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The government may soon require all new cars to be able to talk to each other

The government is proposing that all new cars and light trucks be able to talk wirelessly with each other, with traffic lights, and with other roadway infrastructure. Officials say the technology holds the potential to dramatically reduce traffic deaths and transform driving.

Vehicle-to-vehicle communications, or V2V, enables cars to transmit their locations, speed, direction and other information ten times per second. That lets cars detect when another vehicle is about to run a red light, for example, in time for a driver to prevent a crash.

Vehicle-to-infrastructure communication, or V2I, is when cars are able to communicate with infrastructures to supply information to the driver. For example, Audi recently became the first automaker to implement a V2I infrastructure in Las Vegas where some Audi cars talk to traffic lights to warn drivers when the light will turn green.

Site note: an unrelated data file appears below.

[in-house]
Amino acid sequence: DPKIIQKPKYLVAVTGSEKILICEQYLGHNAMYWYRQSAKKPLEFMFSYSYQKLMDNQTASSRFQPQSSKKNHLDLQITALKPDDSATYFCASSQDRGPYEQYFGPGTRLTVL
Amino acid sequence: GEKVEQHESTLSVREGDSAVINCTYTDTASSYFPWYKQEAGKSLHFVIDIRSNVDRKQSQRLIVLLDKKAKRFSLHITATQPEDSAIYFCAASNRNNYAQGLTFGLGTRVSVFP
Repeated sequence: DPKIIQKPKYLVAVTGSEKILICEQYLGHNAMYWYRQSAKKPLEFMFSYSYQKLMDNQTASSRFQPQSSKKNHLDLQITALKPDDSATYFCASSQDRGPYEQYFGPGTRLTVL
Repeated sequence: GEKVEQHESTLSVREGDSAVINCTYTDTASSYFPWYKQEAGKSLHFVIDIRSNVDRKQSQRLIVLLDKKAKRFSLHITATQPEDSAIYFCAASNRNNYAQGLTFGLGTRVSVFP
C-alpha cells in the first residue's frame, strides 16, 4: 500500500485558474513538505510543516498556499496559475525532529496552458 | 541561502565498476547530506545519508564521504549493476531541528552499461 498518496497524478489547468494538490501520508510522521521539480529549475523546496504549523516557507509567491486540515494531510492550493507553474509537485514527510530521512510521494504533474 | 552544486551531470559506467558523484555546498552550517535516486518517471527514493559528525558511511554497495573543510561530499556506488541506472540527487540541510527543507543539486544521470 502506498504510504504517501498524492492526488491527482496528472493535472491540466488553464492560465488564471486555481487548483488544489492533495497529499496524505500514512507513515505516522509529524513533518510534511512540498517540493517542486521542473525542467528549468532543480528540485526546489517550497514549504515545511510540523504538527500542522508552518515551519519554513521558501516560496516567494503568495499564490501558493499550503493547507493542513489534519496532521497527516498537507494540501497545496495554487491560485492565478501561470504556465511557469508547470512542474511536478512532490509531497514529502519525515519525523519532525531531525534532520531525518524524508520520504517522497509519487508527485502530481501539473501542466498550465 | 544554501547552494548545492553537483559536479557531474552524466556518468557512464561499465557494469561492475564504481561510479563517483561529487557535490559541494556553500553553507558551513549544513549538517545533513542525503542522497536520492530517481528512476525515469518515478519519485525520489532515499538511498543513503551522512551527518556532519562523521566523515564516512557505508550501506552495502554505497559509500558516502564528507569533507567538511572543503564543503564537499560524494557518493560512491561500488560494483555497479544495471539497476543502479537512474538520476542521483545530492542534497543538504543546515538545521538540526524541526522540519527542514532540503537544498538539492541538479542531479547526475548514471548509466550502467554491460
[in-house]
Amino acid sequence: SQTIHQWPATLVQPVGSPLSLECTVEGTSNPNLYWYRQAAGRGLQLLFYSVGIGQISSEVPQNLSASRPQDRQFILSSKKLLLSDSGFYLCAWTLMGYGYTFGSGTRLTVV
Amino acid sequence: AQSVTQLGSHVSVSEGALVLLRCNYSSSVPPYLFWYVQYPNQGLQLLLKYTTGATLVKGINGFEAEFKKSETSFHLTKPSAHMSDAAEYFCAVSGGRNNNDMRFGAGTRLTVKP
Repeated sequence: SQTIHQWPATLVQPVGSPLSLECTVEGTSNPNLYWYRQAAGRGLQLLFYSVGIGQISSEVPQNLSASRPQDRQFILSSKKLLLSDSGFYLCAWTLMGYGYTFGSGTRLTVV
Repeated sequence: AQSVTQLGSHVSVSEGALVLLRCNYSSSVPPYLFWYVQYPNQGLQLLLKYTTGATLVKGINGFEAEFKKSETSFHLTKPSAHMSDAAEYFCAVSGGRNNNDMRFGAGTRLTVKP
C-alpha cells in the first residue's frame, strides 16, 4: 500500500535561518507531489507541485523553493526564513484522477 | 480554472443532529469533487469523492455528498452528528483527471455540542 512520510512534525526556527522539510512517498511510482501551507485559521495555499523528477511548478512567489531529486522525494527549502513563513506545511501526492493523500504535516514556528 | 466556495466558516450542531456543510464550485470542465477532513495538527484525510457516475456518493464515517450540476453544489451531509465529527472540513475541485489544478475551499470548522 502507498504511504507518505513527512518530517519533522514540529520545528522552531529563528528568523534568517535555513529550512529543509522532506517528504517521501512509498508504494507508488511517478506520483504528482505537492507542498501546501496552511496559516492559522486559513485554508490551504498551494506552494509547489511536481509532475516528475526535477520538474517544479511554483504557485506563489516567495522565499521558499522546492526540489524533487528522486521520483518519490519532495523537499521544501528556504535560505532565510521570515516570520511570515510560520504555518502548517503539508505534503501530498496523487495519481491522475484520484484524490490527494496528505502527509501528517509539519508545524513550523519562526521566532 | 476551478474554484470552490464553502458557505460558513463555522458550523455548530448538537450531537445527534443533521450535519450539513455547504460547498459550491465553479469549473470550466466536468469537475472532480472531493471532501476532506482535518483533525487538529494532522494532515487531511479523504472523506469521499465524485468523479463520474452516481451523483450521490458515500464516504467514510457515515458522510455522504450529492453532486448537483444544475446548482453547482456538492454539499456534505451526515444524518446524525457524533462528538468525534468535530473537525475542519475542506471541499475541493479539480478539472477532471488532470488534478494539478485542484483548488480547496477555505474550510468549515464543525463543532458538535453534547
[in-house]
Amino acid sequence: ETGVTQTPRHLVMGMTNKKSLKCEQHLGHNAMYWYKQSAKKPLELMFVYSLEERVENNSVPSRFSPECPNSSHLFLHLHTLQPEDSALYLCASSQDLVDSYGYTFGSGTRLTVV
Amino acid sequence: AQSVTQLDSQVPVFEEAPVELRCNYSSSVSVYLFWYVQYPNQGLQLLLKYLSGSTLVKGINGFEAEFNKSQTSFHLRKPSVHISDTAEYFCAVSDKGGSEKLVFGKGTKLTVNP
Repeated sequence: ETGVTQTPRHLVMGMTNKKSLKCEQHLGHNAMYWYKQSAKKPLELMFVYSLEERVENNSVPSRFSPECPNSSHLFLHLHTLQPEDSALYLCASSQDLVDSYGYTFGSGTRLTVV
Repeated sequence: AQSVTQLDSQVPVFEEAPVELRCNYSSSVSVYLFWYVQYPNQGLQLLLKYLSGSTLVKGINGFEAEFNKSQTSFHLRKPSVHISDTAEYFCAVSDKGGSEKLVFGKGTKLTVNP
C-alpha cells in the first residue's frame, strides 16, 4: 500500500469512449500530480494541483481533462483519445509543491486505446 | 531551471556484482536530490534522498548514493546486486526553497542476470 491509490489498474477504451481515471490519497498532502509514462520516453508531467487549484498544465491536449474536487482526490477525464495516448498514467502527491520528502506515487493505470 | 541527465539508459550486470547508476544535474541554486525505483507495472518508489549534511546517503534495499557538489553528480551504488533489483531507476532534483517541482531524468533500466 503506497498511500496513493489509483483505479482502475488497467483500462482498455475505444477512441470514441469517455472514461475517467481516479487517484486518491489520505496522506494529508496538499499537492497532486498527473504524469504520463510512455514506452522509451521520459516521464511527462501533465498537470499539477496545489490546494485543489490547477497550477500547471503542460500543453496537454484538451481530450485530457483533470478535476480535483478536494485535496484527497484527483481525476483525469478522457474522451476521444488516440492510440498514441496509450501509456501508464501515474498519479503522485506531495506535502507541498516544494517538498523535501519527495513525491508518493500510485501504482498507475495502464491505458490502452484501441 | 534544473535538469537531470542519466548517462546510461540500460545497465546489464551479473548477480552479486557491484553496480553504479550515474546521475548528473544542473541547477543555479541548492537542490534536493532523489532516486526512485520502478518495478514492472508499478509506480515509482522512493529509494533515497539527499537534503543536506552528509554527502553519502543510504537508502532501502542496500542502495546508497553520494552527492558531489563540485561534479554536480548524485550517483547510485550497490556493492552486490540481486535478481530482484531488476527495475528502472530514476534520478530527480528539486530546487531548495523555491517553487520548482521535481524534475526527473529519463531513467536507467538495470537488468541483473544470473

The Transportation Department’s proposal requires that V2V systems “speak the same language” through standardized messaging the government has developed with the industry.

Automakers have said the technology is ready for the road, but they’ve been waiting for government regulations to ensure compatibility.

The 2017 Mercedes E-Class is actually being built with V2V capabilities, but it only works at communicating with other E-Class cars on the road. The government is proposing that cars and light trucks could talk to each other outside of their specified brand.

Data gathered by V2V could also help self-driving cars navigate more easily by allowing them to collect information on traffic flow, accidents up ahead, and even incelement weather.

The Department of Transportation noted that personal privacy will be protected and that the communication channels wouldn’t be used to share private information.

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